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Captain Tom Foundation's CEO left 'months ago' after regulator investigation into branded merchandise
10 July 2023, 15:52 | Updated: 10 July 2023, 16:04
The Captain Tom Moore Foundation's CEO left the beleaguered charity nine months ago without a public announcement, it has been reported.
Jack Gilbert was brought in to firefight the scandal-hit organisation after an inquiry was launched into the charity not blocking the decision to allow Captain Tom branded merchandise sold by a private company owned by the late fundraiser's daughter.
The Charity Commission was concerned over Club Nook Ltd, owned by Hannah Ingram-Moore and her husband Colin, was selling the merch.
The Foundation made £809,000 in its first year - after the £38 million raised by its namesake Captain Sir Tom Moore during the pandemic was donated to the NHS through the Charities Together organisation.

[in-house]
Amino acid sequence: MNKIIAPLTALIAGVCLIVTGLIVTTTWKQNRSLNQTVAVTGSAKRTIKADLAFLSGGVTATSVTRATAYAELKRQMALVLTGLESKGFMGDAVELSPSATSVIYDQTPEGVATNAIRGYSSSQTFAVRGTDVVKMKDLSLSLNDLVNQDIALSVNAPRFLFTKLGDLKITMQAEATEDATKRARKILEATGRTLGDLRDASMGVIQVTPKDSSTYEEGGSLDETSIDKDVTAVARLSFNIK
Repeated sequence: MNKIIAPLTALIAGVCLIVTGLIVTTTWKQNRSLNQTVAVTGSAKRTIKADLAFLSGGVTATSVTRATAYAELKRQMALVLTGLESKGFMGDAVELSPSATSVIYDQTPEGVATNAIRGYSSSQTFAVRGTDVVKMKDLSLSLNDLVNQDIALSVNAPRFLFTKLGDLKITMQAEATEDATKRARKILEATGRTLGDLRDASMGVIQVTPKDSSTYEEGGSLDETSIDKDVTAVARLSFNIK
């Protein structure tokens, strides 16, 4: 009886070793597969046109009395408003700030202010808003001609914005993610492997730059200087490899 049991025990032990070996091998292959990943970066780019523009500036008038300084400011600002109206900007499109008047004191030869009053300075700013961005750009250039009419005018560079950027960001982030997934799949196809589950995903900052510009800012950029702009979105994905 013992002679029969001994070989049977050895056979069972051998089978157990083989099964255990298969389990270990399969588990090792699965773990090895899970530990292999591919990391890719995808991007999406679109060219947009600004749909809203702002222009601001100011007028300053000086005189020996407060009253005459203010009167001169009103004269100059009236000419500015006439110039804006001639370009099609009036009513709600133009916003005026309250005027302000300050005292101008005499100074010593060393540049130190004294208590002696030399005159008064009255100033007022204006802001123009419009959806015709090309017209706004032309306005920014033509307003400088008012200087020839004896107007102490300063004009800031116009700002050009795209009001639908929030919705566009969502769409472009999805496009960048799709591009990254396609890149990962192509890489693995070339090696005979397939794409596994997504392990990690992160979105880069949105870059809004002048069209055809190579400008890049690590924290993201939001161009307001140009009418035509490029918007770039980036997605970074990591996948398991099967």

Mr Gilbert was a founding trustee of the Holocaust Memorial Day Trust and was appointed in 2022 after the charity was slammed for spending more on admin fees than it did on donations in its first year of operation.
When he was appointed, Mr Gilbert said: “My appointment marks the start of an important period of transformation for the Captain Tom Foundation."
But he has reportedly left the organisation as of last October, according to the Times, as the charity now faces backlash over the building of a spa complex without planning permission at Hannah Ingram-Moore's £1.2million mansion.
It comes after a former friend of the departed veteran said Captain Sir Tom Moore 'would have hated' his family's building of a spa complex when they only had permission to build a museum honouring his achievements.
Hannah and Colin have been told to get rid of the complex from their holiday in Spain because it did not have planning permission. They are appealing the decision.
One woman who lives near the house in Bedfordshire said Captain Tom would not be pleased with how events have unfolded.
"I knew Captain Tom quite well and he would have hated what has gone on," the unnamed woman told the Mail.
A spokesperson for Central Bedfordshire Council, the planning authority for the area, said: "An enforcement notice requiring the demolition of the now-unauthorised building was issued and this is now subject to an appeal to the Planning Inspectorate.
Neighbours in the village of Marston Moretaine described being appalled at the revelation, describing the C-shaped block as an eyesore.
"It's a horrible monstrosity," one elderly resident told The Sun.